It’s a beautiful propaganda campaign in its own way. The 6 million newsbies who joined wallstreetbets last week don’t know any better: between the shiny promoted threads and the ongoing trading limits on Gamestop, it’s no wonder its price fell so much. If they keep that up for just a few more days, that’ll be it. Conversely, if Robinhood and others finally remove the trading restrictions, the increased volume could drive the price higher. Robinhood’s CEO, Vlad Tenev, will testify in Congress on February 18th, so maybe he’ll try to play nice and lift the limits – or maybe he’s too far gone to care. My sole concern is that all the regular people, those who know nothing about investing and flew to that subreddit over the past few days, might end up risking the money they don’t have on things they don’t understand – and lose it all. They’re all adults, and responsible for their own decisions, but still… Manipulation is manipulation.

In covid news, Toronto just had a massive covid outbreak at meat processing facility. Of the 78 confirmed cases, at least two had the new and more contagious B117 variant. This was the first workplace outbreak in Toronto to feature this new strain: those workers had no travel history, which means it’s already here, spreading through the community. February is not off to the best start here – even the plain old covid strain ended up shutting down the entire city. If this new version really is that much more contagious… Things will get bad. Remains to be seen, I suppose, just like everything else.

In much better covid news, Biden’s administration has awarded $230 million to an Australian-based company that manufactures highly reliable and fast at-home covid tests. Evidently, Ellume’s test kits are 95% accurate, take just 15 minutes, and cost only $30 each. That’s huge if true. In 2020, just about every test kit available on the market was either over $100, or not very accurate, or required several days to process, or all of the above. Had something like that been available at the time, a lot of things would’ve turned out differently – but it’s here now (“here” being the US), and that’s great news. Ellume will produce 19 million kits per month, of which 8.5 million will go to the US government. That’s not nearly enough for the entire world, but that’s a damn good step in the right direction.

Good night, y’all.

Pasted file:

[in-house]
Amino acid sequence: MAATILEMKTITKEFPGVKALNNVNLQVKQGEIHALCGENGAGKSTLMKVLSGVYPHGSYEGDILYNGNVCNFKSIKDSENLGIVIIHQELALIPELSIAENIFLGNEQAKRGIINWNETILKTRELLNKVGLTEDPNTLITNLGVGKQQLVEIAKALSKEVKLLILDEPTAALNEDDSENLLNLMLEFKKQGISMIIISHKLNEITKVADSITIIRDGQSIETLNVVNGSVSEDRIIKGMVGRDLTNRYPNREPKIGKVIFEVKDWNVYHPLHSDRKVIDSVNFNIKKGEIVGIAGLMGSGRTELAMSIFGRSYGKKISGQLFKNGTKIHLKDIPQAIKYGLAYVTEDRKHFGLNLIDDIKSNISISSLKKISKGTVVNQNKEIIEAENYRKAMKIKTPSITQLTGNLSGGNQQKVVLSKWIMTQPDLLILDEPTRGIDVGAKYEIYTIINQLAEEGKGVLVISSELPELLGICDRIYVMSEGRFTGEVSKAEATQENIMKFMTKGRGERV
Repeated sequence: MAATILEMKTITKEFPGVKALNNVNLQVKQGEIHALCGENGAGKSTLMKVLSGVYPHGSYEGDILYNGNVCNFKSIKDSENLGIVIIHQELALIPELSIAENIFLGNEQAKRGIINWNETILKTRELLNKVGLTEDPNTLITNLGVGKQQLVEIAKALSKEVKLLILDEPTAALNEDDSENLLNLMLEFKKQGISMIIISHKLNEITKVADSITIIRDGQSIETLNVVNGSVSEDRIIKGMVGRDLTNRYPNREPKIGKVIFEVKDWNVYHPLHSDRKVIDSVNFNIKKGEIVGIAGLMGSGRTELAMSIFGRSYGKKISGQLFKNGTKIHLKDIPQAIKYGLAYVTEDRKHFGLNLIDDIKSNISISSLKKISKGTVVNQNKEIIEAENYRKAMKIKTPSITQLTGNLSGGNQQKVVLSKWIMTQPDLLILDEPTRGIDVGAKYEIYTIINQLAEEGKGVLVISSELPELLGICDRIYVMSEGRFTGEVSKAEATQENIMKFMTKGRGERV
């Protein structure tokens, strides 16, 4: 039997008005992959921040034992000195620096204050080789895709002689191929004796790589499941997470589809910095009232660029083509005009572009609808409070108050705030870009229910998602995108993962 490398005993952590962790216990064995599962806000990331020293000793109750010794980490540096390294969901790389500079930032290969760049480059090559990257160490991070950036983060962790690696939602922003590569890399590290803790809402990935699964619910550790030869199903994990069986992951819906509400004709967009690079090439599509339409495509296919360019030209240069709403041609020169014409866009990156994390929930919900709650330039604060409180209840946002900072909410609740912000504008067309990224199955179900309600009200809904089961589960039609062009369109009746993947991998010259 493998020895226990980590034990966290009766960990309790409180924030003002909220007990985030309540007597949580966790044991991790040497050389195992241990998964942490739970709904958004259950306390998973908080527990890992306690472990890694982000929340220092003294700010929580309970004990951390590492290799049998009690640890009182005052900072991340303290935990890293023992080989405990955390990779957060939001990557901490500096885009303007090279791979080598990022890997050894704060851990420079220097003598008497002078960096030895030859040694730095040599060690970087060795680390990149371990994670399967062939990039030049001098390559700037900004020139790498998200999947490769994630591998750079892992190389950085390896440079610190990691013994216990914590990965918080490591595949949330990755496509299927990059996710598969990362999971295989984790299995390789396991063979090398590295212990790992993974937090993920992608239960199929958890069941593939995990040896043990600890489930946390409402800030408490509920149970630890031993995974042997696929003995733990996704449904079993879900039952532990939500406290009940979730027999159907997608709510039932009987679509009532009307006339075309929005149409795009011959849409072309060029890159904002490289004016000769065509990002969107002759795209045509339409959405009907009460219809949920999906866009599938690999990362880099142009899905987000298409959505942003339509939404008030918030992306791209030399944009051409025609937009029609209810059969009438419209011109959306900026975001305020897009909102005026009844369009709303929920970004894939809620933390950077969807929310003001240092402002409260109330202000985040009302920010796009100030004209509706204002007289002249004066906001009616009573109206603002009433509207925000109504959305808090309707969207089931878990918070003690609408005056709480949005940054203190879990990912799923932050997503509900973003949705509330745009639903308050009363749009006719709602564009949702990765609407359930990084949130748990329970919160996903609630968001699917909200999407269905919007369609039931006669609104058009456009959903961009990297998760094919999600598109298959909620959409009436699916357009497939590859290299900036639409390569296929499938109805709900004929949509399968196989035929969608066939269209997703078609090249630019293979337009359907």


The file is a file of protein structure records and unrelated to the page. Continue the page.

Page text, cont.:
Plague diaries, Day 321

Thursday night.

I really hate it when I’m right. That means my worst, more cynical instincts were correct, and the reality matched my expectations, which had been low to begin with.

Today, Wall Street fought back. Just when Gamestop’s shares reached $500 in premarket trading, Robinhood, the popular fractional-share app-based trading platform, announced that they would freeze new orders on Gamestop and other over-shorted stocks that had been set to pop. One important distinction: they didn’t freeze all the trading on those stocks. They merely froze new orders. If you’d bought some of those stocks, you could only sell them: you couldn’t buy more. If you were a short-seller, you could buy and close out your position. In other words, the only new buyers were short-sellers. That was a highly efficient way to manipulate the market and drive the prices down.

Robinhood was joined by a couple of other online brokers. My own broker, Ally, decided to just stop letting people log in. Heh. That’s one way to do that, I suppose. Their social media people started out by apologizing for the delay and promising they’re working on it. They ended by posting this tweet, in which they blatantly admitted that their clearing firm, Apex Clearing, banned all new transactions on Gamestop – and didn’t deign to lift the ban until 3pm, at which point us peasants were finally allowed the mighty privilege of logging into our own investment accounts. (If you’re not a stock market person: it’s open only between 9:30am-4pm Eastern, Monday through Friday.) As far as I know, the only major online broker that didn’t sabotage its customers was Fidelity.

To quote a viral meme making rounds on Twitter, the market’s invisible hand was definitely very visible today. That was such blatant and arrogant manipulation… One of the online brokers’ VIPs said the quiet part out loud during a TV interview earlier today: he said they had to halt the trading to protect themselves. Ho hum. Some reports also claim that Robinhood had some liquidity issues and was presumably on the verge of collapsing if not for this intervention. They removed the block on trades toward the end of the day, and said they’ll allow limited trades tomorrow. How nice of them to treat their adult customers as if they were unreliable teenagers.

It’s very strange for me… I was into epidemiology most of my adult life (I’ve read almost every CDC memoir out there!) and I’m an avid investor. This week, everyone on social media has been talking exclusively about stocks, and a little bit about this pandemic we’re in. It’s so bizarre – it’s as if everyone is channeling my brain. I’ve stopped my recreational reading and gaming: I just can’t stop reading, and sharing, and commenting. Never before have I been so fully involved in the online zeitgeist.